Sunday, May 5, 2013

The Fate of the Land of Promise: Part I

Every Latter-day Saint knows what happened after the thousand years of the Nephite Nation. But what happened in the Land of Promise following the demise of the Nephites?
First of all, there were three distinct groups that the Lord brought to the New World—the Western Hemisphere: The Jaredites, around 2100 B.C., the Lehi Colony, about 587 B.C., and the Mulekites (People of Zarahemla), about 5 years later.
Secondly, we seem to have an idea why two of these three groups were led away from the Old World, one from Mesopotamia, and the other from Jerusalem. The first, the Jaredites, came at a tumultus time during the building and destruction of the Great Tower, and the confusio linguarum, confusion of tongues, that established some seventy or seventy-two separate dialects, and the people separated into small pockets of families, groups, or kinship lines: “of these were the isles of the nations divide in their lands, every one after his tongue, after their families, in their nations” (Genesis 10:5).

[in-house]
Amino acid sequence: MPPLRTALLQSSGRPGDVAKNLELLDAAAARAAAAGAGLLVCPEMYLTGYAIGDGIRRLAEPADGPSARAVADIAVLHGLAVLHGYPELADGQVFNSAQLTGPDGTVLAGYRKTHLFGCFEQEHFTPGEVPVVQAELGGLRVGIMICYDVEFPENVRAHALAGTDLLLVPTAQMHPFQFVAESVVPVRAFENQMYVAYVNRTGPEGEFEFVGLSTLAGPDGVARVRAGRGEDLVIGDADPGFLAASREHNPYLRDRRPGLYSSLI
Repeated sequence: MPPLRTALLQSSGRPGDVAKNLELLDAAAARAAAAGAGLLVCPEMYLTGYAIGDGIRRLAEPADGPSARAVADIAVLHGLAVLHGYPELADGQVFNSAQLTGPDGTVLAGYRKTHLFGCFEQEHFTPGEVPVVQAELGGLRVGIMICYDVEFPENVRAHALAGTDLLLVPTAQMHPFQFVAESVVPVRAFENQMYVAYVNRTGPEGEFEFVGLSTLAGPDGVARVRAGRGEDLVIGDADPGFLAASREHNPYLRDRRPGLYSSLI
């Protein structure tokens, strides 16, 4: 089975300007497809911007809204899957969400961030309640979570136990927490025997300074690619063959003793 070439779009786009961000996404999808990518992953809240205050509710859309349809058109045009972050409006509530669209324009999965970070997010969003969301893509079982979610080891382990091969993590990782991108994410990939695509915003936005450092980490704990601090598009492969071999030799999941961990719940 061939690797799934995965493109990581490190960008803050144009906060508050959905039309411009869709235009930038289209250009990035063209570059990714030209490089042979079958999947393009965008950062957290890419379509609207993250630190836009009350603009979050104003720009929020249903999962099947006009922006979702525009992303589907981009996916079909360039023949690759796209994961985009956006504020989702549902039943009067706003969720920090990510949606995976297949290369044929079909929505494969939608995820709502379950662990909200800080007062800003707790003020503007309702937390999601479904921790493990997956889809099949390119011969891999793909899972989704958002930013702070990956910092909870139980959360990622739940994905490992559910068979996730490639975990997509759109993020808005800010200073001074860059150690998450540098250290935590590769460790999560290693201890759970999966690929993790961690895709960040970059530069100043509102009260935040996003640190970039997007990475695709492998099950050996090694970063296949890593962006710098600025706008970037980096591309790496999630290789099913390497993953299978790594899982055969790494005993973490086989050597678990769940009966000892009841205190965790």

Josephus, writing in the last century B.C., claimed the Lord destroyed one-third of the tower of babel with winds and storms
The second group, from Jersualem, led by Lehi and his family, including the family of Ishmael, and possibly the servants of both families, came away just prior to the destruction of Jerusalem and the Jews being led away into captivity in Babylon.
While both these groups needed to be led away by the Lord because of pending destruction of their areas, the the third group seems less understandable. In the case of the Jaredites, the preservation of a direct line from Noah, thus from Adam, was accomplished, as well as beginning the peopling and restocking of the Western Hemisphere. In the case of Lehi, the promise to Joseph was enacted (Ether 13:8), bringing Joseph’s lineage to the double portion of land promised him (Lehi from Menasseh, and Sariah/Ishmael from Ephraim).
However, when king Zedekiah was about to be overthrown by the invading Babylonians and his entire family destroyed, his youngest son was preserved. One possibility is that his lineage was that of Judah, which in the end, might prove to be the issue at hand.
In any event, this land, that was held by the hand of the Lord from any knowledge after the Flood waters withdrew (Ether 13:2), was to be the location of the Land of Promise, first for some 1500 years during the Jaredite occupation, then another 1000 years of the Nephite occupation. The written record, abridged by Mormon, provides us with the knowledge of this 2500 years.